In genetics, what does it mean if a person is a "Carrier"? You meet two people who are planning on having children, but they are concerned about their chances of their child having cystic fibrosis. Cystic fibrosis is a recessive trait. They are normal and their parents are all normal, but both of them have brothers or sisters with cystic fibrosis. Use punnett squares to help give the possible chances of having a child with cystic fibrosis. Does the child's gender make any difference?
Cystic fibrosis transmembrane conductance regulator is a type of protein that lies in the cell membrane. This is coded by the CFTR gene. When there is a CFTR mutation, this results in cystic fibrosis.
Answer and Explanation:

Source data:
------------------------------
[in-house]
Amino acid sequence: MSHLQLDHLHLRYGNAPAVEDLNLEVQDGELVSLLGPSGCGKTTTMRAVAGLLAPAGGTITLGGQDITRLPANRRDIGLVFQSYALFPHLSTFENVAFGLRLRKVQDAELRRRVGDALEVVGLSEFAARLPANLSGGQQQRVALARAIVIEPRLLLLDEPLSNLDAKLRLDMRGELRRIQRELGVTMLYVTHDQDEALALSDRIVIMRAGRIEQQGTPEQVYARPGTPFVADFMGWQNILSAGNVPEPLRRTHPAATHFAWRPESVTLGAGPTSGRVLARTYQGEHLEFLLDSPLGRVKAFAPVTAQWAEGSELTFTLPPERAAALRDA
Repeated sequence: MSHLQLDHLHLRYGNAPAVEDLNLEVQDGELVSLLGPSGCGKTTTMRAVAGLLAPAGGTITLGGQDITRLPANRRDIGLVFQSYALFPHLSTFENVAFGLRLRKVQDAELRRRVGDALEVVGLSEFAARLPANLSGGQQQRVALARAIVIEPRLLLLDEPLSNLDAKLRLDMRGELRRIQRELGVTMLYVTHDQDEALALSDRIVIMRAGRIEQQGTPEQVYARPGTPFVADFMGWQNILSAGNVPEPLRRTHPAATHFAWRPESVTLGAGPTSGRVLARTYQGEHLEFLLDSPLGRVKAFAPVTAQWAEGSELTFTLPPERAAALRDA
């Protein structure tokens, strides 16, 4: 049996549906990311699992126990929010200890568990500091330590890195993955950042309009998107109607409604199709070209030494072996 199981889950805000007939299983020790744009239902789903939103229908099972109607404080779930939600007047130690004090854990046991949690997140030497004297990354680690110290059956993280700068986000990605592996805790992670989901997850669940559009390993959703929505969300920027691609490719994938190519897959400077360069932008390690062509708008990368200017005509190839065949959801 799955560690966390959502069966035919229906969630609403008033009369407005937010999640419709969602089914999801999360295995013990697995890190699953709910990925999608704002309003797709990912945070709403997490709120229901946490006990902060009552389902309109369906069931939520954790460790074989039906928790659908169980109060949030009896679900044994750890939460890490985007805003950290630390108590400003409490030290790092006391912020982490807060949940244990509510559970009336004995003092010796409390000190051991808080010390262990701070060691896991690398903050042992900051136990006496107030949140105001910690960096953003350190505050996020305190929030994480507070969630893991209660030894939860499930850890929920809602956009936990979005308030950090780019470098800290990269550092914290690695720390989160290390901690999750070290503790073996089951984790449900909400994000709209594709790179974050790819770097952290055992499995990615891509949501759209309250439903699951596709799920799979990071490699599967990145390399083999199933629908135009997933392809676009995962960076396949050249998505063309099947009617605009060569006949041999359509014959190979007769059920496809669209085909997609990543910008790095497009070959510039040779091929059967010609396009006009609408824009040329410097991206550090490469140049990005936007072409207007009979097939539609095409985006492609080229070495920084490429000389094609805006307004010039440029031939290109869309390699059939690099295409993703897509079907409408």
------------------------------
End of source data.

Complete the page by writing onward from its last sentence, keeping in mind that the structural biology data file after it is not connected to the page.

1) A carrier is some one who carries a certain variant of a trait but does not express it. These people are usually heterozygous.
2) If both of their brother and sisters have CF we know, at least that both of their parents were heterozygous meaning they both carry the recessive CF allele. This does not necessarily mean that the couple planning to have the child does. We will use the letters "F" and "f" to represent the alleles for CF. Both of the parents of the couple are heterozygous so the cross of each parent is Ff x Ff.
3) The couple could have the following genotypes if both their parents were heterozygous. These genotypes are FF and Ff. If both of the people in the couple were heterozygous, they would have a 25% chance of having a child with CF. That would be the only allelic combination that could result in CF. Other than that, there would be a 0% chance of having a child with CF.
4) The child's gender would not make a difference because CF is inherited on the autosomes and not the sex chromosomes.
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from Pathophysiology TextbookChapter 9 / Lesson 16